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Here’s a peek of the famous painting by Leonardo Da Vinci, the Mona Lisa, when it was being returned to the Louvre following the end of World War II. It had been packaged and sent to the countryside in France for safekeeping during the war.

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The Tsar Nicholas II, the final Emperor of Russia, and his youngest daughter, Grand Duchess Anastasia, sharing a smoke together.

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The Russo-Finnish War, also called the Winter War, a military conflict between Finland and the Soviet Union at the beginning of WWII, was brutal. Here is a Russian spy laughing in the face of his execution.

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Looking very criminal like, this was Lewis Payne in 1865, just before his execution for assassinating President Abraham Lincoln. Payne was from Alabama and had served the Confederate army during the Civil War.

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In 1884, what was to become the most famous icon of America, the copper Statue of Liberty sculpture was being constructed in Paris as a gift to America from France.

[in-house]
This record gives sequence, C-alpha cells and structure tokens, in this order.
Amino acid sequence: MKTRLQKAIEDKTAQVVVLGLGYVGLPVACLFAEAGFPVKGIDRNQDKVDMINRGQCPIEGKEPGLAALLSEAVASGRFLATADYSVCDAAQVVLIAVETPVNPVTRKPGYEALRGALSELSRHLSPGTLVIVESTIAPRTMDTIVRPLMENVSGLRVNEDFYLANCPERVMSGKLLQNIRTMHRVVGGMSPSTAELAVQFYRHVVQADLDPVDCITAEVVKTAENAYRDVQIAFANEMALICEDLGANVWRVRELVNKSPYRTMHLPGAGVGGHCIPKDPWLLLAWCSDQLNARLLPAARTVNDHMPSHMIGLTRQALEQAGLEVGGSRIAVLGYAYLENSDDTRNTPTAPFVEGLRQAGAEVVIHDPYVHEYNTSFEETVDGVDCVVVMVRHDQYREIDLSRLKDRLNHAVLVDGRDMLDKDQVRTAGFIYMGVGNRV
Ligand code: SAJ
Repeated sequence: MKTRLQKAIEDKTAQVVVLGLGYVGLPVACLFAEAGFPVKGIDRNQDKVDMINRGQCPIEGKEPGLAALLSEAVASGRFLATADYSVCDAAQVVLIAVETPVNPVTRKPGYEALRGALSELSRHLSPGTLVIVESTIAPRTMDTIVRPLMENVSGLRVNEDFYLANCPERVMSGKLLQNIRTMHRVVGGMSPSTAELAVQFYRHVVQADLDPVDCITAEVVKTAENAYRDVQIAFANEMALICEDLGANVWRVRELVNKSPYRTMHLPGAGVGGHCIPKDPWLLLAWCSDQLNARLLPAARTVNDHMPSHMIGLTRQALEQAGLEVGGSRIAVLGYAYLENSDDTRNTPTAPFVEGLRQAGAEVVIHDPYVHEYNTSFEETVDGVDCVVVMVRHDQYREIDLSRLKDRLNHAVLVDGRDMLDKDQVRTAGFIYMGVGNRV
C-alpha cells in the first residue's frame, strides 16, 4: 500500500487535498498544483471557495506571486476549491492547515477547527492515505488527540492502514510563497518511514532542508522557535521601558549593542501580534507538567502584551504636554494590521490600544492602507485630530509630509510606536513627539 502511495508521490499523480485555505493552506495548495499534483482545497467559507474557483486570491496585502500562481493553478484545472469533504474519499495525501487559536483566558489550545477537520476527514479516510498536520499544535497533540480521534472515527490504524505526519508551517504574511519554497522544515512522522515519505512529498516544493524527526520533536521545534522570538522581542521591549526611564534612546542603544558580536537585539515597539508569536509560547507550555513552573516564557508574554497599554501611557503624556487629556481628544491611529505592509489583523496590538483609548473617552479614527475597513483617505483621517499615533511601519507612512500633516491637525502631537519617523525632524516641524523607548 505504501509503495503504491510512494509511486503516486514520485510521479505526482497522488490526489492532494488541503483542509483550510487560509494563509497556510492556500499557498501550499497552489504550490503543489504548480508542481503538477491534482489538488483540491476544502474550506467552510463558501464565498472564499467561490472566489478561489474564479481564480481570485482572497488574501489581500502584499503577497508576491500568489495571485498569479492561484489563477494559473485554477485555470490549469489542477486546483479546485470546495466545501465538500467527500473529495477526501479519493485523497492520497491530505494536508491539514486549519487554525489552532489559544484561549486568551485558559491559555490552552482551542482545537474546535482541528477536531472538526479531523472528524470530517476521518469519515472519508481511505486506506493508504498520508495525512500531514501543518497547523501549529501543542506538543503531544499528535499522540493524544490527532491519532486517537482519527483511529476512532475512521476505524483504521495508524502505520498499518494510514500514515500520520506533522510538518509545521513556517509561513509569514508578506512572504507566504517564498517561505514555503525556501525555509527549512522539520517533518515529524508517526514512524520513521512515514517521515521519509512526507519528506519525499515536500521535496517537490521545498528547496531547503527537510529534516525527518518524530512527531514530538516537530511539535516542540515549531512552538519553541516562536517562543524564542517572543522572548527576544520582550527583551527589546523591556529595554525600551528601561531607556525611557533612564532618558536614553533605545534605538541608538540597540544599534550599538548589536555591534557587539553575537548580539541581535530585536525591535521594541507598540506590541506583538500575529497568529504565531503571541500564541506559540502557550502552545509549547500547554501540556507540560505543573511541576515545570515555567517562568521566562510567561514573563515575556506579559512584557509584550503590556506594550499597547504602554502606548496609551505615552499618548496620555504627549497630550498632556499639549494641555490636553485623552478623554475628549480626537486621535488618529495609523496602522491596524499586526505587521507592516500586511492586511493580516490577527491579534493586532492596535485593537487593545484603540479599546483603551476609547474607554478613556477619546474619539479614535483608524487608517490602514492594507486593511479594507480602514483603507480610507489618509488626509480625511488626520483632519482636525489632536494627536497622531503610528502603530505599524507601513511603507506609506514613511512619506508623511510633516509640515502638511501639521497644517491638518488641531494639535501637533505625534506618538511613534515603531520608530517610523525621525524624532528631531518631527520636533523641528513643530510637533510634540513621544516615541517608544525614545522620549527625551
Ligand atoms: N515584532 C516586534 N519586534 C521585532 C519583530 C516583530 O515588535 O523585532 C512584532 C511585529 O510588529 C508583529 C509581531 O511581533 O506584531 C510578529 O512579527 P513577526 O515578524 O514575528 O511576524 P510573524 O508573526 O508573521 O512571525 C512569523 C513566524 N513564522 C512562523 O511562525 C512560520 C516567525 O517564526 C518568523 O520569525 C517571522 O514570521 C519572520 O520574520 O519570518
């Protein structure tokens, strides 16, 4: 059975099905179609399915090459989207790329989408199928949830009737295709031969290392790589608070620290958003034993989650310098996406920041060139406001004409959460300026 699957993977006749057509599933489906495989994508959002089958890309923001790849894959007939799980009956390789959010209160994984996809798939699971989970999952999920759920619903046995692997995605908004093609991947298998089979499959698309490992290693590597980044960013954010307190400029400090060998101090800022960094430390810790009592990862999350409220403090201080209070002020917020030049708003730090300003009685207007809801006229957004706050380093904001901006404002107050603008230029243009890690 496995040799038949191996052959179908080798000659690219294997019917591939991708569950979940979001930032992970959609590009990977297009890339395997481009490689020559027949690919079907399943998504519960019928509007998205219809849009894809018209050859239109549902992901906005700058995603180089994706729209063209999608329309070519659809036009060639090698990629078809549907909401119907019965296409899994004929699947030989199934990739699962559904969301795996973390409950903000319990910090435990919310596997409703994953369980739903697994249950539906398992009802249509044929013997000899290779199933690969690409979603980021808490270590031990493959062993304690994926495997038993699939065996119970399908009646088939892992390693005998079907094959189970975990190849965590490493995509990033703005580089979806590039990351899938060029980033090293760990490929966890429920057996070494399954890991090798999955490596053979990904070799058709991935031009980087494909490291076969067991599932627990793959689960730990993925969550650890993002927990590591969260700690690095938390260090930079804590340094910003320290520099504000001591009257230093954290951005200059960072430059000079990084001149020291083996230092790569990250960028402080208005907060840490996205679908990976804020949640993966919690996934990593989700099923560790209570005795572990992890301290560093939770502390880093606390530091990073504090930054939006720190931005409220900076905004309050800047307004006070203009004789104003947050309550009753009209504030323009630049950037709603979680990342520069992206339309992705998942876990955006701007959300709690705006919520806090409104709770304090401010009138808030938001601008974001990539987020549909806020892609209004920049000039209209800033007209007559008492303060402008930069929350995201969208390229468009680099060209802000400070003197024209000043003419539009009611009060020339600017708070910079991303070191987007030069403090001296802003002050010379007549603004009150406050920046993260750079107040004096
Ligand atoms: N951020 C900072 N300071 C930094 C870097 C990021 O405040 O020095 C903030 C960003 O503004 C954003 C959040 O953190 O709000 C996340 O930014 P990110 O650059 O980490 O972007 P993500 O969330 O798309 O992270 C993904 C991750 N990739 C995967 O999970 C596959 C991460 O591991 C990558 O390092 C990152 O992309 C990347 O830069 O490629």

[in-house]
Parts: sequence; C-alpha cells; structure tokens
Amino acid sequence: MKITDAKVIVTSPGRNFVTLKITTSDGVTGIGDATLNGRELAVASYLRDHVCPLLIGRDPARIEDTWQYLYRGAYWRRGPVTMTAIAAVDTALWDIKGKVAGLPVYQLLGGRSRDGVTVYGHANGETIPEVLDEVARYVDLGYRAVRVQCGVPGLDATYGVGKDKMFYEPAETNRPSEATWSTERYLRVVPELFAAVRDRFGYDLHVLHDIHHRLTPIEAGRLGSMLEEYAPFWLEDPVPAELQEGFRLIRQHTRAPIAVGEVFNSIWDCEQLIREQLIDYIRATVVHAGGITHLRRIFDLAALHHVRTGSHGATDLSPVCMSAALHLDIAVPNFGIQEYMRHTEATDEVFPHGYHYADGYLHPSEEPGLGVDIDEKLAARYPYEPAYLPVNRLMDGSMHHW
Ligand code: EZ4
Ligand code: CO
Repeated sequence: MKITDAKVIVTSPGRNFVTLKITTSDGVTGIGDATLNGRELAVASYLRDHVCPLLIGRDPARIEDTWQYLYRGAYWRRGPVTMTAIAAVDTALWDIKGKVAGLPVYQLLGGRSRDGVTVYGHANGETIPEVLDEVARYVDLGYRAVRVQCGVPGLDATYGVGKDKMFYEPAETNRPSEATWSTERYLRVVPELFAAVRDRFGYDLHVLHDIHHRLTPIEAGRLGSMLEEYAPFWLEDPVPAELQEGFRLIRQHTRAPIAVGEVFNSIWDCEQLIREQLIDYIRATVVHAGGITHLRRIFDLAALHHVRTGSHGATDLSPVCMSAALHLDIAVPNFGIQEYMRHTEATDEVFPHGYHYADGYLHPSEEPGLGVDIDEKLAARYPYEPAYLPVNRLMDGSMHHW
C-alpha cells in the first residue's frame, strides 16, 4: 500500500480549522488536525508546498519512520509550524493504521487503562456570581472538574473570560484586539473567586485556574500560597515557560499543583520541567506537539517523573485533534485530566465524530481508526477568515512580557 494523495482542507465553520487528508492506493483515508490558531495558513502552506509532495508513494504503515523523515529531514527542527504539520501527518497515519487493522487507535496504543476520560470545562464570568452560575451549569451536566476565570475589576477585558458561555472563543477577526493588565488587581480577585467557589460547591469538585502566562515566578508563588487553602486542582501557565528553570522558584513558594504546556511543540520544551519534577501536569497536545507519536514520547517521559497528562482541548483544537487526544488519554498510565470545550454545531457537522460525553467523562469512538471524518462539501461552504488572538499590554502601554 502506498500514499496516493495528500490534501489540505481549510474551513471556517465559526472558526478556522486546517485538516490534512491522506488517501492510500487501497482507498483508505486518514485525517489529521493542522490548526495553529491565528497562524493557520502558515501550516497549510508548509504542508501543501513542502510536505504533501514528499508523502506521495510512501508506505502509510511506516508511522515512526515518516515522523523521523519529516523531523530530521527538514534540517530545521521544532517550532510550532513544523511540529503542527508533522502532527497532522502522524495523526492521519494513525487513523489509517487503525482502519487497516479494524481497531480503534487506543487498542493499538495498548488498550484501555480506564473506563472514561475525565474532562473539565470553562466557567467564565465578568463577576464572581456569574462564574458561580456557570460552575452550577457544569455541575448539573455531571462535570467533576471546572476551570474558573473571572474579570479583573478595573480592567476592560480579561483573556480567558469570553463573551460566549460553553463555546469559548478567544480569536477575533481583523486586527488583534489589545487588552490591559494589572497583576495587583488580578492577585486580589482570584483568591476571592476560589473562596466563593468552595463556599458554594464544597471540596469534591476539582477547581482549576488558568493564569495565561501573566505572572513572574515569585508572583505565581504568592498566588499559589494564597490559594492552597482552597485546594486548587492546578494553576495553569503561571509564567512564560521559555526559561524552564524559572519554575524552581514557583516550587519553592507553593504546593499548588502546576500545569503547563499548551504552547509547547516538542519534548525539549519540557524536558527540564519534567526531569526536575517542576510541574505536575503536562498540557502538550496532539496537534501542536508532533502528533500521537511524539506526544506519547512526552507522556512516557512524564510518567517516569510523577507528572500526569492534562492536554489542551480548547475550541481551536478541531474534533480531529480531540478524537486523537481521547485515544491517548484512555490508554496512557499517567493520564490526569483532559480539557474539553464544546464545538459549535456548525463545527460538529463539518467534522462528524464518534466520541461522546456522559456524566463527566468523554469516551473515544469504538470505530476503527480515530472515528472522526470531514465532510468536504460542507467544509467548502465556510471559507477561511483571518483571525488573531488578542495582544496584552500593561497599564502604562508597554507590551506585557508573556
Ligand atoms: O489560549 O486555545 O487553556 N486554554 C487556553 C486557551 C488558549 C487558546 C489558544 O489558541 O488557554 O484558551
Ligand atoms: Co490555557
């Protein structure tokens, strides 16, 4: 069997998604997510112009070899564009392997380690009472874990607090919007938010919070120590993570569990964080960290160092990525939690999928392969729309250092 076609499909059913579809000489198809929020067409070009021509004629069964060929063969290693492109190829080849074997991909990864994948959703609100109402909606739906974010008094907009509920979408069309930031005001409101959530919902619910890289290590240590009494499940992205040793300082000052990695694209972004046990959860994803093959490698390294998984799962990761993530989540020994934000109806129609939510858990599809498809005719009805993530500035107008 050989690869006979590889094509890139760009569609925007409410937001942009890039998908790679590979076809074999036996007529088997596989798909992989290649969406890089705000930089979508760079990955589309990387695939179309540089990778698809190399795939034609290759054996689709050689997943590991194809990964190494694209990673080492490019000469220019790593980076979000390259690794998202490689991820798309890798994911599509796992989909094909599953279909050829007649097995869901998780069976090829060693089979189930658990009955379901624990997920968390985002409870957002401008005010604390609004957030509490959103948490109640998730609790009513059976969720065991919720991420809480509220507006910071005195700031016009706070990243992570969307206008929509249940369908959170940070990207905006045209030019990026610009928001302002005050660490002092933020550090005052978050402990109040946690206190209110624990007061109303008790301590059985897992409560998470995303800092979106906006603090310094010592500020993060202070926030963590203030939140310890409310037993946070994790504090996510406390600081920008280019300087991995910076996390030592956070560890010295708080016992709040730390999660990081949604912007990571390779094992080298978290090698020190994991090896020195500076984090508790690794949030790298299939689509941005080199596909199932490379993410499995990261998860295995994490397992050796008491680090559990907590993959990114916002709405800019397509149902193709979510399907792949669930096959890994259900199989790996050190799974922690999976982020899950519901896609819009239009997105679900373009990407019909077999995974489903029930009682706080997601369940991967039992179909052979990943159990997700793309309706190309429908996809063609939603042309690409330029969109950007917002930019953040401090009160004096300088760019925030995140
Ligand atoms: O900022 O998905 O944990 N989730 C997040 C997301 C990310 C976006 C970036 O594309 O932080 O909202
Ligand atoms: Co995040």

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During the fall or liberation of Saigon, depending on the perspective, an American evacuee punches a South Vietnamese man to keep his place on the final chopper out of the U.S. embassy.

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Evelyn McHale, an American bookkeeper that sadly became famous following her suicide in 1947. She jumped off the 86th floor of the Empire State Building and landed on a limousine parked below. While her suicide note read that she did not want her family to see her, the picture of her death came to be considered a piece of appreciated art.

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This makeshift photo set for one amazing lion, which later became the iconic logo lion roar everyone hears and sees when watching an MGM film.